of the question. It's something I've been thinking about for a long time, and a recent phone conversation with Ava Milne (in my writing group) brought it into focus.
I want to write. I want writing to be my profession, not just a hobby I sneak in between the edges of "real life." And yet, I don't see many (if any) authors living that. Writing careers don't last, and honestly I don't think it has anything to do with people wanting the next sensation.
It has everything to do with the fact that everyone is writing what they think the publishers want, rather than writing what they love.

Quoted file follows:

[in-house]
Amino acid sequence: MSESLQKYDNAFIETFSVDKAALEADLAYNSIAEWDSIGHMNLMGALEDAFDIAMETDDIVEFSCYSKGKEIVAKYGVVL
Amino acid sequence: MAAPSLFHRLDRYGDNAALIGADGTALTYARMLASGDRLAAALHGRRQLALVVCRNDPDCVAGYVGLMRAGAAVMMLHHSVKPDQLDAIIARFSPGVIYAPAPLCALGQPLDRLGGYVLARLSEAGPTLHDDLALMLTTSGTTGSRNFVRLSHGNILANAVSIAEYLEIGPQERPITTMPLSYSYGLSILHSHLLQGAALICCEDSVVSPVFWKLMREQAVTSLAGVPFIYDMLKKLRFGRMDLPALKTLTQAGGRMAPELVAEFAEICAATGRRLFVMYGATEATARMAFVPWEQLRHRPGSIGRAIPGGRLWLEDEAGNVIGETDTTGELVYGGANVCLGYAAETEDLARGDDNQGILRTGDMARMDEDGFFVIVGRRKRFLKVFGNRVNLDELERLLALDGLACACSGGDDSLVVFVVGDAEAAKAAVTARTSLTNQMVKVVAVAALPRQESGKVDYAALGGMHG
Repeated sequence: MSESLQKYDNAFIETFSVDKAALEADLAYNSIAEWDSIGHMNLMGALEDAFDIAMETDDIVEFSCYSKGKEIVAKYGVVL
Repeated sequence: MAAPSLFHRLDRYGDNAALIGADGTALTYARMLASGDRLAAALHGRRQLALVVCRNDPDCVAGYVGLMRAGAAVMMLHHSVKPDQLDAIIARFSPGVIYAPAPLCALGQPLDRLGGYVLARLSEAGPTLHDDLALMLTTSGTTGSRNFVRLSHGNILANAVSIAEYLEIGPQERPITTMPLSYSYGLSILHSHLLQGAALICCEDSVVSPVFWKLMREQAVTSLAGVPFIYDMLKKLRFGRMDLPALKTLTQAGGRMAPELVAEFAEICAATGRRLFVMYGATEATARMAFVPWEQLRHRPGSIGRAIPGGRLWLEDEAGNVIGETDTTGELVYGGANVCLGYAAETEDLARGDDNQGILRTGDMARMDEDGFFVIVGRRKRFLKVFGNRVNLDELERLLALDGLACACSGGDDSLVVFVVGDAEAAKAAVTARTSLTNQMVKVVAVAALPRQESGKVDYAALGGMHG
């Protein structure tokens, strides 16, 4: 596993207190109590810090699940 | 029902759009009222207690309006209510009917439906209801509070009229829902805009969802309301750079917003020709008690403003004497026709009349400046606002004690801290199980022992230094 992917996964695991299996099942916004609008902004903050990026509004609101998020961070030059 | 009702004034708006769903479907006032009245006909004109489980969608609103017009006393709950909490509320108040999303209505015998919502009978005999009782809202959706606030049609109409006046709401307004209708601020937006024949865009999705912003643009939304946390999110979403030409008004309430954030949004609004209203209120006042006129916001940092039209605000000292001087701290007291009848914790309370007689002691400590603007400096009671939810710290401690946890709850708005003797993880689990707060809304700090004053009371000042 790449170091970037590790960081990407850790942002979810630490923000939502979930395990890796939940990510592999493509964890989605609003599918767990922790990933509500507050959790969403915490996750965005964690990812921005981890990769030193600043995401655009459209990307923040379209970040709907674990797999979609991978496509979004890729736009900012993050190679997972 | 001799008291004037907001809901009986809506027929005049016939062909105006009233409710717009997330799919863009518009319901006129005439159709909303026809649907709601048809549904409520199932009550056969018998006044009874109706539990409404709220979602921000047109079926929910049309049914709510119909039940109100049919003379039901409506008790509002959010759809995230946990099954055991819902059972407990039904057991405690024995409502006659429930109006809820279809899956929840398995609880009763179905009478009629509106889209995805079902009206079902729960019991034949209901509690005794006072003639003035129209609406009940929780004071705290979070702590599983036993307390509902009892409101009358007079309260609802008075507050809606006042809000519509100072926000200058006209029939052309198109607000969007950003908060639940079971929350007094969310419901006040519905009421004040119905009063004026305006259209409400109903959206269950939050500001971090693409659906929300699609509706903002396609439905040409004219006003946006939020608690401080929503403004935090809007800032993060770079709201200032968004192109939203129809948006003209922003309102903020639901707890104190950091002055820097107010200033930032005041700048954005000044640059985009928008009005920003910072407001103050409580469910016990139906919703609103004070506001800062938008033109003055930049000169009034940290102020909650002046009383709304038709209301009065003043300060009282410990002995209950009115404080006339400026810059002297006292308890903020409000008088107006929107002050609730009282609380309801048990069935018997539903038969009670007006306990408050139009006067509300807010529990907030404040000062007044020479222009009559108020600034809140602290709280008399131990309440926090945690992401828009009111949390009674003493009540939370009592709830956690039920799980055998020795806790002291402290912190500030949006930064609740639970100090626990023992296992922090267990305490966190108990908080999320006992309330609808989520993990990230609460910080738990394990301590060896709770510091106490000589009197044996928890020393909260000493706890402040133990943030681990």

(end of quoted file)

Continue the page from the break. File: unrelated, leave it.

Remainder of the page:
I know people don't agree with me on this--I've had some rather interesting arguments on this topic. But what I see is that someone breaks the mold, the break becomes a sensation, and then the majority of writers jump on the bandwagon. A children's alternate reality fantasy, everyone starts writing children's fantasy. A YA vampire book, everyone starts writing paranormal for teenagers (MUST have the good demon or the fallen angel). Right now it's distopian.
I've talked to authors who get one or two books published and are afraid that they won't get another published, but what I see is that for the most part they are writing what is currently selling. They make no attempt to break the mold.
I've been told numerous times that what I write won't sell because it isn't what everyone is used to reading. I don't see that breaking the mold is a problem.
The problem would be finding a publisher who's willing to take the chance on something that's not dystopian.